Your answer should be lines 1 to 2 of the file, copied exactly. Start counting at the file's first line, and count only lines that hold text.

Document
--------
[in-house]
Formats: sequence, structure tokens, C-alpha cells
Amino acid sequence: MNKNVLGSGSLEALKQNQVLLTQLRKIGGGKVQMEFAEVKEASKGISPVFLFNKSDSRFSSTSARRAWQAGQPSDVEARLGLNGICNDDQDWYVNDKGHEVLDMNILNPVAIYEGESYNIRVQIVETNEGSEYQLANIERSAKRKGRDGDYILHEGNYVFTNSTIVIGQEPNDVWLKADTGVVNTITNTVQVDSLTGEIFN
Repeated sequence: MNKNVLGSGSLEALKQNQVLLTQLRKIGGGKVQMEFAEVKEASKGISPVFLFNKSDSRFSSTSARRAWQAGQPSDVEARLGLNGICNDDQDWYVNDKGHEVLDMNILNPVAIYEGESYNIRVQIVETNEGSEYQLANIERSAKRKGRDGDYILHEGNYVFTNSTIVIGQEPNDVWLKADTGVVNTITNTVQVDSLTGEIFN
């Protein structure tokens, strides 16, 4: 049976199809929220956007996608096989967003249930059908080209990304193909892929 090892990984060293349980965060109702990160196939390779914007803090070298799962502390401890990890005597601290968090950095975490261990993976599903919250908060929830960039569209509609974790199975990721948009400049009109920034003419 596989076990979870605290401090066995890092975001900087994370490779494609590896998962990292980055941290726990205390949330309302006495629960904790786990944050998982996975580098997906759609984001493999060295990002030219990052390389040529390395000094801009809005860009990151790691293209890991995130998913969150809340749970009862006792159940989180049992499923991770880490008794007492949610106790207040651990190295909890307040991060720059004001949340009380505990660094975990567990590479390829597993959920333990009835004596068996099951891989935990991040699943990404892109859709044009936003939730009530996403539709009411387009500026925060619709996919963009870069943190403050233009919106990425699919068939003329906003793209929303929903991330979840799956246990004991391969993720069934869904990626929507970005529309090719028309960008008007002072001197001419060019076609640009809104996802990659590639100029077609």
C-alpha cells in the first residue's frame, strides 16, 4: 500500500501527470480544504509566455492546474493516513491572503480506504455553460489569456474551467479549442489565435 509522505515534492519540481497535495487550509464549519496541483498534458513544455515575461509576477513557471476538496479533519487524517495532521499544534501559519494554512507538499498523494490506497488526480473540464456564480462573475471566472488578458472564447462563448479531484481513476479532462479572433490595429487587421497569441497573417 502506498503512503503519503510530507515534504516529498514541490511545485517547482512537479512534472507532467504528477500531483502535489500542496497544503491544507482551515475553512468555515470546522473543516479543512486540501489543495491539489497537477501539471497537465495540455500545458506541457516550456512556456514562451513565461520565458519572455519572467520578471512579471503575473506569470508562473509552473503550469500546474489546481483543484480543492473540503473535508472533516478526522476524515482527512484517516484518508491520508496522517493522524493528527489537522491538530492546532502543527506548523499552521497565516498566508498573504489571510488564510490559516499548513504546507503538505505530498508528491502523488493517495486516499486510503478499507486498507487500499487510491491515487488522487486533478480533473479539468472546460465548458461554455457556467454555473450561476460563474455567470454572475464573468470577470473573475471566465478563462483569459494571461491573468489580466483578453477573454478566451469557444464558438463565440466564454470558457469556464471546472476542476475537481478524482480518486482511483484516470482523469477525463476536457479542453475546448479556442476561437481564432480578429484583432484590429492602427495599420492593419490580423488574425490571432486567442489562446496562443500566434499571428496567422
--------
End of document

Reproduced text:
[in-house]
Formats: sequence, structure tokens, C-alpha cells